Iowa Sportsbooks See Regrowth In July With Return Of Major Sports

Written By Derek Helling on August 12, 2020 - Last Updated on August 16, 2020

Adapting a famous line from a movie set in Iowa, sportsbooks in the state proved that “If you offer it, they will come.”

Iowa sports betting handle for July was $10 million higher than June’s. The single biggest factor leading to that gain was the return of domestic sports. To what extent the growth continues depends on the state of sports and the pandemic going forward.

Iowa sports betting handle numbers for July

Altogether, the state’s online and retail sportsbooks collected over $22.85 million in wagers during July 2020. That’s an increase of about 44.3% from June.

Win for July came to $2.24 million, which is an increase of about 72.4% from the previous month’s total of $630,740. IA sportsbooks paid $151,918 in taxes last month.

Once again, online sportsbooks and William Hill dominated the market share. A breakdown, by operator, is as follows:

LicenseeOnline Brand(s)HandleOnline HandleRetail HandleRevenueTaxes (6.75%)
Prairie MeadowsWilliam Hill$7,294,327$6,920,740$373,587$529,541$35,744
Wild Rose - JeffersonDraftKings$2,802,119$2,777,934$24,185$164,536$11,106
Isle - WaterlooWilliam Hill$1,929,869$1,895,741$34,128$151,166$10,204
Q CasinoQ Sportsbook$1,071,133$684,084$387,050$91,714$6,191
Diamond Jo - Worth--$1,007,110$0$1,007,110$218,125$14,723
Isle - BettendorfWilliam Hill$953,132$836,188$116,945$83,491$5,636
Wild Rose - ClintonDraftKings$873,193$852,086$21,108$82,958$5,600
Hard RockHard Rock$680,675$548,928$131,748$60,499$4,084
Catfish BendPointsBet$552,025$447,738$104,287$56,631$3,823
Grand FallsElite$469,812$154,739$315,073$42,139$2,760
LakesideWilliam Hill$444,637$413,477$31,160$16,138$1,089
Rhythm CityElite$396,602$275,541$121,061$71,189$4,805
Wild Rose - EmmetsburgDraftKings$321,909$281,800$40,109$61,565$4,156
Diamond Jo - Dubuque--$267,034$0$267,034$91,879$6,202

Although a third consecutive month of growth is good news, this total still pales in comparison to what bettors in the Hawkeye State have accomplished. In February, for example, Iowa sports bettors wagered more than $56.92 million on sporting events.

For sportsbooks to flirt with those numbers again, the sporting event calendar will need to stay full. Right now, that looks like a precarious position.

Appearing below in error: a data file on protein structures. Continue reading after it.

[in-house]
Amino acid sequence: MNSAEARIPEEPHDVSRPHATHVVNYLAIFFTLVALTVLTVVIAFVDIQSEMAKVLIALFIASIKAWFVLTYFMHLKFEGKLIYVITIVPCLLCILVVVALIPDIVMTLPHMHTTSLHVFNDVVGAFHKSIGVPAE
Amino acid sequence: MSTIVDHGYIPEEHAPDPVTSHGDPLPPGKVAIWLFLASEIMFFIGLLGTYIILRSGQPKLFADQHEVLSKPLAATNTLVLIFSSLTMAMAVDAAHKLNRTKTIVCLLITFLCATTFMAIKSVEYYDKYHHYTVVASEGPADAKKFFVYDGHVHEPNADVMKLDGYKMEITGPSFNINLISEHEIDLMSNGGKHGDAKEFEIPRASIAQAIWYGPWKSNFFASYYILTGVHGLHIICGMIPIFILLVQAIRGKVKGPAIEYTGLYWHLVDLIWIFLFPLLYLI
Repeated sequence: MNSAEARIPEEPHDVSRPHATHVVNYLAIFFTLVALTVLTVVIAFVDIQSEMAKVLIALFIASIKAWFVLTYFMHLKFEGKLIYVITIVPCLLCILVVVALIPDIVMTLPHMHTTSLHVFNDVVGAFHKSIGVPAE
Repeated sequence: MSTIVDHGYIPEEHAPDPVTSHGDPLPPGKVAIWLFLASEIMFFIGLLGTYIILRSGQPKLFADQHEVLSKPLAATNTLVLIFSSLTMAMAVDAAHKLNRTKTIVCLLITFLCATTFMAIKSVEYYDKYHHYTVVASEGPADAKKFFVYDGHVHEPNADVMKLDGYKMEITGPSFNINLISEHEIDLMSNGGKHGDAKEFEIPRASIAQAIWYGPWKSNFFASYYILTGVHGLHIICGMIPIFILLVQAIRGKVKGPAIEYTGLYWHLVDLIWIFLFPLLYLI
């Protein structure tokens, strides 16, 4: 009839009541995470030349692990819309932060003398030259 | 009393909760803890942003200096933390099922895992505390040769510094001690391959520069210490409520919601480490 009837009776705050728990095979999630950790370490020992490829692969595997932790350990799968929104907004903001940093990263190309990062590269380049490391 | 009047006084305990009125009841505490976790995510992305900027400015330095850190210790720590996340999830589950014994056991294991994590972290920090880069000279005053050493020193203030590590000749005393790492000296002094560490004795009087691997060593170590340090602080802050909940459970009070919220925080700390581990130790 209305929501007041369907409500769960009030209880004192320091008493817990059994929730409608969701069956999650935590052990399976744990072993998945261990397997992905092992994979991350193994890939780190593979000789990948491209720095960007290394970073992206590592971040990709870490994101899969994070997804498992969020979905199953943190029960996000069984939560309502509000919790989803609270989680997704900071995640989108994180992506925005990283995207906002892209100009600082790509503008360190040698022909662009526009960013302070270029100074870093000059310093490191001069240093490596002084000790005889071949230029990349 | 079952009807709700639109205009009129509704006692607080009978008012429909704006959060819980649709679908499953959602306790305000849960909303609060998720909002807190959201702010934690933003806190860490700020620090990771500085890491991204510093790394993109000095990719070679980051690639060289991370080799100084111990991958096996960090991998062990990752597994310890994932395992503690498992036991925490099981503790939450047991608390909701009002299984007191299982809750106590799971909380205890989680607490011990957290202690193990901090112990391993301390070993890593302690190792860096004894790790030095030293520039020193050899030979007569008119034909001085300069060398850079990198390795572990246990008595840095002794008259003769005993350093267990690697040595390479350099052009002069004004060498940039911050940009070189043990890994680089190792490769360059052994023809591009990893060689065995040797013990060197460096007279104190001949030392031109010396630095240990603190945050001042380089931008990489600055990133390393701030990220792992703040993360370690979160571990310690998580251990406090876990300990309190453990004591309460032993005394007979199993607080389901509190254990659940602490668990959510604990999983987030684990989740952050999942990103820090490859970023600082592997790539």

MLB’s inconsistency, college football postponement diminish growth

While the NBA restart, NHL playoffs and WNBA regular season are moving forward within “bubbles” without a hitch so far, the same can’t be said for college football and the MLB.

For example, the St. Louis Cardinals have only played five games since the 2020 season start because of continued positive COVID-19 tests by players and other staff.

Additionally, FBS collegiate conferences, like the MAC and the Mountain West, have announced that they won’t play sports this fall. If there is any football in those conferences, it will take place in the spring.

The Big Ten announced on Aug. 11 the postponement of its fall football season. The Big 12 has shifted to a conference-only schedule so far. If that happens, it could be significant for Iowa sportsbooks.

In IA, the closest thing to a major professional sports team is the Triple-A Iowa Cubs. That means Iowa and Iowa State football and men’s basketball are big-ticket events for sports betting.

Not having college football would put an even bigger premium on NFL games for sportsbooks this fall. So far, the NFL has canceled preseason games but plans to play the regular season.

The reason for concern is that unlike the NBA and NHL, and like MLB, the NFL plans to have teams travel to play games in the usual venues. The NBA and the NHL have “bubbles,” where all games take place in one or two “hubs” where team personnel are sequestered.

IA sportsbooks need the NFL to be more successful at protecting its players than MLB has been because the cancellation of NFL games could stunt their recovery.

Through July, however, the sports betting industry in IA seems to be on the right track.

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Derek Helling

Derek Helling is a lead writer for PlayUSA and the manager of BetHer. He is a 2013 graduate of the University of Iowa and covers the intersections of sports with business and the law.

View all posts by Derek Helling